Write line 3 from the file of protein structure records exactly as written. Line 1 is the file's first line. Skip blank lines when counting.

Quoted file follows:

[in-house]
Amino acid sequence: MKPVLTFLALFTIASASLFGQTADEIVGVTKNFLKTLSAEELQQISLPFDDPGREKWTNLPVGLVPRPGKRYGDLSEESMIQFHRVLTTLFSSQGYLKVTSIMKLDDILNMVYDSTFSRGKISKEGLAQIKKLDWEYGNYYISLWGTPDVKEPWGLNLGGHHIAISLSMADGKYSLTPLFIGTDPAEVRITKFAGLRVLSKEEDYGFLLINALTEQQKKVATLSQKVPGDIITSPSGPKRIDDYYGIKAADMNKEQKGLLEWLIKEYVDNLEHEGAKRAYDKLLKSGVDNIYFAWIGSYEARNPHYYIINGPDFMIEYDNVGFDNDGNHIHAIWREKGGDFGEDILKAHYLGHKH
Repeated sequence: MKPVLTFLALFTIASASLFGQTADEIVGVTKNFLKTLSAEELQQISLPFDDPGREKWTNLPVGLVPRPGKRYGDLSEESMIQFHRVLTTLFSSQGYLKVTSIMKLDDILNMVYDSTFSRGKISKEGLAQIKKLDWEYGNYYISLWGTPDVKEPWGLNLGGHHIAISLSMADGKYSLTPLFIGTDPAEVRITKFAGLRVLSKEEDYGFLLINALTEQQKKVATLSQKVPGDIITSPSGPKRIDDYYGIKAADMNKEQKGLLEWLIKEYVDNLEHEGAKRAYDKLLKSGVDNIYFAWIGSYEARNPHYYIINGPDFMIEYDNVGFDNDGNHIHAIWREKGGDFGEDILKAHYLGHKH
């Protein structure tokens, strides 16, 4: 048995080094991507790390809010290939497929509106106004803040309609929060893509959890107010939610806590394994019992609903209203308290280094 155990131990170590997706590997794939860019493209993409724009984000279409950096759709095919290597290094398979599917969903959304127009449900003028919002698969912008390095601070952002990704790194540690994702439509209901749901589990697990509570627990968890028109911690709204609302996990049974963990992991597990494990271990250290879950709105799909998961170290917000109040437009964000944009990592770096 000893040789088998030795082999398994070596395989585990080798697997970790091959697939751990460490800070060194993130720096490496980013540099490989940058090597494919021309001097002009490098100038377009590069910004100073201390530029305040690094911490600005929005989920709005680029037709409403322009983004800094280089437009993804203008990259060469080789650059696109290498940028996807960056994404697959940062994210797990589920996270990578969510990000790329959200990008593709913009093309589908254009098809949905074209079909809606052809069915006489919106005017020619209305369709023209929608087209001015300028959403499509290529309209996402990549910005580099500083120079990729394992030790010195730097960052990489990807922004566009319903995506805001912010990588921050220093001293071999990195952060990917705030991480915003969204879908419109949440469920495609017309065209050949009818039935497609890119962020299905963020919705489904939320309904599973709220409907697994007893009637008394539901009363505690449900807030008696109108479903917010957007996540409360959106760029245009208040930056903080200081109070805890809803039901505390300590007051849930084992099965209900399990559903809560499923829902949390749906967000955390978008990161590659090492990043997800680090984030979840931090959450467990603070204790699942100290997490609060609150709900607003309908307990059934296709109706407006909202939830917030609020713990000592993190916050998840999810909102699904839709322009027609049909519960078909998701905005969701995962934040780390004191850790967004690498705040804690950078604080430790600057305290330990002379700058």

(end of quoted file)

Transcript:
Repeated sequence: MKPVLTFLALFTIASASLFGQTADEIVGVTKNFLKTLSAEELQQISLPFDDPGREKWTNLPVGLVPRPGKRYGDLSEESMIQFHRVLTTLFSSQGYLKVTSIMKLDDILNMVYDSTFSRGKISKEGLAQIKKLDWEYGNYYISLWGTPDVKEPWGLNLGGHHIAISLSMADGKYSLTPLFIGTDPAEVRITKFAGLRVLSKEEDYGFLLINALTEQQKKVATLSQKVPGDIITSPSGPKRIDDYYGIKAADMNKEQKGLLEWLIKEYVDNLEHEGAKRAYDKLLKSGVDNIYFAWIGSYEARNPHYYIINGPDFMIEYDNVGFDNDGNHIHAIWREKGGDFGEDILKAHYLGHKH